for Political Dirty Tricks
July 24, 2004
Competition, economists say, eventually brings the greatest
benefits to consumers. Republican and Democratic
functionaries, though, don't want free-market rivalries
extended to politics, even if voters end up with a greater
range of choices and representation
Judging by the battles independent candidate Ralph Nader
and the Libertarian and Green parties are fighting to get on
the presidential ballot in various states, the major political
parties want no more than two competitors on their playing
fields -- unless an exception improves their chances of
"Both the Democratic and Republican party operatives
are playing games with ballot access in Oregon,"
political analyst Jim Moore of Pacific University said this
week. Groups such as Citizens for a Sound Economy, allied with
President Bush's re-election campaign, worked to get their
members out to support getting Nader on the ballot.
Democrats countered by sabotaging Nader backers' efforts to
get him on the ballot via 1,000 people in a convention signing
a petition. A Democratic Party official's e-mail read:
"We need as many Oregon Democrats as possible to fill
that room and to NOT sign that petition." State election
officials, he argued, would have to close the doors once 1,000
voters were in the room. "If we attend in large numbers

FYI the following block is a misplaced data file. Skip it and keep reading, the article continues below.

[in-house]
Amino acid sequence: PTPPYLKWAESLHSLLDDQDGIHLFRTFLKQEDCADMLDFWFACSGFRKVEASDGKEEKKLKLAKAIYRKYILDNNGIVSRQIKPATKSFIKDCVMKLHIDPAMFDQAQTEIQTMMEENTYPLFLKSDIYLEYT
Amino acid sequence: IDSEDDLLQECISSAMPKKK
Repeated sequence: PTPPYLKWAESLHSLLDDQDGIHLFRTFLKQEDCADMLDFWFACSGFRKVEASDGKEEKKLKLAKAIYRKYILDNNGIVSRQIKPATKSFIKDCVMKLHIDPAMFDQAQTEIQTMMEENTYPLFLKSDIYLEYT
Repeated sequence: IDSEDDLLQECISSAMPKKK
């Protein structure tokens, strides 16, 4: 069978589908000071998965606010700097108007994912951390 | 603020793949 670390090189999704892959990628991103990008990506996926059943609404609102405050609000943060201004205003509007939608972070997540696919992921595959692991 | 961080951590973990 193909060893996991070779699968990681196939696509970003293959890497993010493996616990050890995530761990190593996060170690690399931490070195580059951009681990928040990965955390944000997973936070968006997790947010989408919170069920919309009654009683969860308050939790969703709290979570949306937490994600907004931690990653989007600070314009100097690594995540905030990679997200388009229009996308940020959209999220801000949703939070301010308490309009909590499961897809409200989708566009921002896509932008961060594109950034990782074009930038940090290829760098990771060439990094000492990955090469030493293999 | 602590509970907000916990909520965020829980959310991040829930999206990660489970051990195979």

and politely refuse to sign, Nader is denied his needed
numbers." The result: only 950 valid signatures, 50 too
Tawdry tactics make it inviting to consider reforms. One
would be to lower, greatly, the current number of signatures
needed for parties (18,000) and candidates (15,000) to get on
the ballot. There is no instance in which a 5,000-signature
standard has put more than eight candidates on the ballot,
says Richard Winger, editor of Ballot Access News. The U.S.
Supreme Court in 1968 said (Williams v. Rhodes) that eight
candidates should not be so many as to cause voter confusion.
Another possible reform, instant runoffs, could largely
solve the problem of no candidate's gaining a majority owing
to the large number of contenders on the ballot. Instant
runoffs come in various flavors, but the basic idea is that
voters put a "1" next to their first choice, a
"2" next to a second selection and so on until the
voter doesn't want to designate anyone else as a fallback
When no one gets a majority, election officials look again
at ballots of the candidate who came in last and reassign
those voters' No. 2 choices to those candidates. This
continues until the issue is settled. San Francisco voters
will begin using instant runoffs in November for city races.
Other reforms, full representation and cumulative voting,
give independent and minority interests a chance to have a
voice in bodies that now are dominated by winner-take-all
The Center for Voting and Democracy discusses these and
other reforms at its Web site (www.fairvote.org/pr/index.html).
As the major parties resort to dirty tricks, the reform ideas
make for provocative reading.